Wow! Through talking to him I learnt that a doctor in Cuba earns $60 a month, the state pays for training which is why there’s around one doctor for every 150 people in the country but the pay is derisory.
I learnt that you don’t go to a supermarket with a list in Cuba, you turn up, queue and get whatever’s available – handy training for coronavirus panic buying back in March. I also learnt that Ernest Hemmingway apparently drank rum in every single bar in Havana and every bar tender wants you tell them theirs is the best mojito you’ve ever tasted.
We stayed with a lovely family in Holguin, he was Dutch and had married a Cuban woman, they invited us to join them for tea and we got to know them. Graciella was desperate to visit another country, she just wanted to see snow, I still get a happy birthday message off them four years on.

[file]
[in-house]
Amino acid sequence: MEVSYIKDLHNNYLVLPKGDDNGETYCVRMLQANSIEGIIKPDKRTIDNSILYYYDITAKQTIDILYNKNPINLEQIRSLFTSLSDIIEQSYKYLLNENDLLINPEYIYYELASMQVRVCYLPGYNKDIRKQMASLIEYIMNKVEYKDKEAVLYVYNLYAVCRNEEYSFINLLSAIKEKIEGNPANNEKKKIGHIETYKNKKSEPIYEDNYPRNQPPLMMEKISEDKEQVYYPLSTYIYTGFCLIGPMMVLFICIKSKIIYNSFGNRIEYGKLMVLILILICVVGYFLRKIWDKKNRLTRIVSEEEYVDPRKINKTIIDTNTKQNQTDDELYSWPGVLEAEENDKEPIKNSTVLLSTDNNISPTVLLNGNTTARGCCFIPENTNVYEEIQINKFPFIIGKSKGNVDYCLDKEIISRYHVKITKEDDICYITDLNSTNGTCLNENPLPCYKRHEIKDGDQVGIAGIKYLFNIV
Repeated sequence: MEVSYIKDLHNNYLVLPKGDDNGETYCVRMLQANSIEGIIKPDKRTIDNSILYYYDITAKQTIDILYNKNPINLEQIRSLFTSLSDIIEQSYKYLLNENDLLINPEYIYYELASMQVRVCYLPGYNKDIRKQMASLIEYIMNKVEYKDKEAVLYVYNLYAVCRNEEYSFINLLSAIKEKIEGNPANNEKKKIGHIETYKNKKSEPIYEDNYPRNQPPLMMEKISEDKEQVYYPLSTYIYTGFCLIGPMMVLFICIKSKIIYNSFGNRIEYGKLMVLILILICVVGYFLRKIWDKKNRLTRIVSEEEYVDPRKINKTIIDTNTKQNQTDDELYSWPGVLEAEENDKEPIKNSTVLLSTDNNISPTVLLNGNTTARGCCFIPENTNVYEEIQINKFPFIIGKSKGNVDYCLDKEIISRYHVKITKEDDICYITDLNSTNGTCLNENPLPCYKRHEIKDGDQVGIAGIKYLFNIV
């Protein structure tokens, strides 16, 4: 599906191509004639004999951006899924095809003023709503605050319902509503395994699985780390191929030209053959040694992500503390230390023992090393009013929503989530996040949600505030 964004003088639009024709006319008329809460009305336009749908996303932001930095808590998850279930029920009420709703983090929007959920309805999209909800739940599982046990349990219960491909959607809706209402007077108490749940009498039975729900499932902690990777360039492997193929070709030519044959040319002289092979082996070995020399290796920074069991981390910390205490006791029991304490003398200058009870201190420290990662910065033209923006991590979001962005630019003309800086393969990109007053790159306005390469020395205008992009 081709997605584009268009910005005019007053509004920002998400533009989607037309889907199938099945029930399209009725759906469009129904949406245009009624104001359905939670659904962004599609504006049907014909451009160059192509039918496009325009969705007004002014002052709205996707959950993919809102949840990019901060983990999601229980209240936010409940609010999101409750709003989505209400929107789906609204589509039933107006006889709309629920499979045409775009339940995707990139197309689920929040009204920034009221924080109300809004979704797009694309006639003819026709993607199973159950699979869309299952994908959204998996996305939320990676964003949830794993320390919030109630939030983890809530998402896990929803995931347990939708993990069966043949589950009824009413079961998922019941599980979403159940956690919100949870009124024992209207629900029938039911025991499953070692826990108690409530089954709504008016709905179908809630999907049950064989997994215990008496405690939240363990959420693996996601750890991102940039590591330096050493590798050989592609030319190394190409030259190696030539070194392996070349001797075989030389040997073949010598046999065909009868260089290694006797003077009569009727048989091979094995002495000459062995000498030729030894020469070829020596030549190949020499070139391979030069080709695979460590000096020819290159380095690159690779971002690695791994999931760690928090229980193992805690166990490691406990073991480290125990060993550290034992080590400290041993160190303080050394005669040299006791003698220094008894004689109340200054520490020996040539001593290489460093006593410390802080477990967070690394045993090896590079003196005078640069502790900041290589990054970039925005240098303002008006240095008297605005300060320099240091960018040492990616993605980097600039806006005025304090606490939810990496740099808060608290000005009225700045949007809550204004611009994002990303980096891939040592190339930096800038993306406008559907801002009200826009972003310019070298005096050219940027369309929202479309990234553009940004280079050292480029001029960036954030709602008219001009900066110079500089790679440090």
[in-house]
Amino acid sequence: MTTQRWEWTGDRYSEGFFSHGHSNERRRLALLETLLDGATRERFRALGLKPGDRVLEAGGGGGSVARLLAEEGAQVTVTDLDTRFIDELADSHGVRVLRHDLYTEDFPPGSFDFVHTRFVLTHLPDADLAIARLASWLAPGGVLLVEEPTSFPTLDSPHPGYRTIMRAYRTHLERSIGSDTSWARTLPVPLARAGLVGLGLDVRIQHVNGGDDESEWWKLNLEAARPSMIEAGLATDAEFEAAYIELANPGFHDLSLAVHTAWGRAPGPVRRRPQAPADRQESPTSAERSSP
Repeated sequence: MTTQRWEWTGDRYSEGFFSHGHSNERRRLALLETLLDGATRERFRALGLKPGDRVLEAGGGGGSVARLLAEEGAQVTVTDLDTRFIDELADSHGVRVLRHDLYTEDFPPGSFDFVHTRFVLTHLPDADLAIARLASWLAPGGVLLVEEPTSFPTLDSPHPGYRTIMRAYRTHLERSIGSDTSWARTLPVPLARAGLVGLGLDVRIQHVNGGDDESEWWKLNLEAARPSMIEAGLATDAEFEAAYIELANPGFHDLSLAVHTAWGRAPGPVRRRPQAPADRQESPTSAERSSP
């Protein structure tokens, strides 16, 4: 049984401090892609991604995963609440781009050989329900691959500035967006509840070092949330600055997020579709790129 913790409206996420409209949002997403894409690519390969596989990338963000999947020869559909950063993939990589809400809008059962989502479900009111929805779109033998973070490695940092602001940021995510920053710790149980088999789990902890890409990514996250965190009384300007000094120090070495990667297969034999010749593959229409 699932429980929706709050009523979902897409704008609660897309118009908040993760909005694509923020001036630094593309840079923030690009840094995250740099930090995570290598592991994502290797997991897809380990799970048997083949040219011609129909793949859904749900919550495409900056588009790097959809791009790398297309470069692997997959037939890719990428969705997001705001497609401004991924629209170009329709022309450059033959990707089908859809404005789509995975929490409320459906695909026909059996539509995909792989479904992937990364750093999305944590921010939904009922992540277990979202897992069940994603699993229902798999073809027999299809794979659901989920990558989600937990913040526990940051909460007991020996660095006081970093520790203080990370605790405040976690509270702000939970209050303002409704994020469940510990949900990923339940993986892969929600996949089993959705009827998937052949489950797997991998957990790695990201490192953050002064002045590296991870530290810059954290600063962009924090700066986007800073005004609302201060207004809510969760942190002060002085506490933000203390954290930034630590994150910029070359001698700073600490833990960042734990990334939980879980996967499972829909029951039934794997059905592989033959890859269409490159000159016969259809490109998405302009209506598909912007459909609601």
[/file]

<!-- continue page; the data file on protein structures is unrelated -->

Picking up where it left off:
In Colombia we met a man who gave Pablo Escobar tours in Medellin and let’s just say his family was well connected. He told us about the different points of view on the drug lord and narcoterrorist. Some people in the city saw him as a saint on account of how much money he gave to the poor, make no mistake about it, Escobar was evil, he was a murderer and terrorist.
He asked us about Brexit (actually comes up a lot), I wanted to know about the FARC Peace referendum the year before, it was rejected by Colombians. In my naïve view I couldn’t understand why peace would be rejected, why you wouldn’t want to end a 52-year war with FARC guerrillas? What I learnt was it’s a lot more complicated than that. He and the majority see the FARC as terrorists and think seeing them become an official political party legitimised their crimes.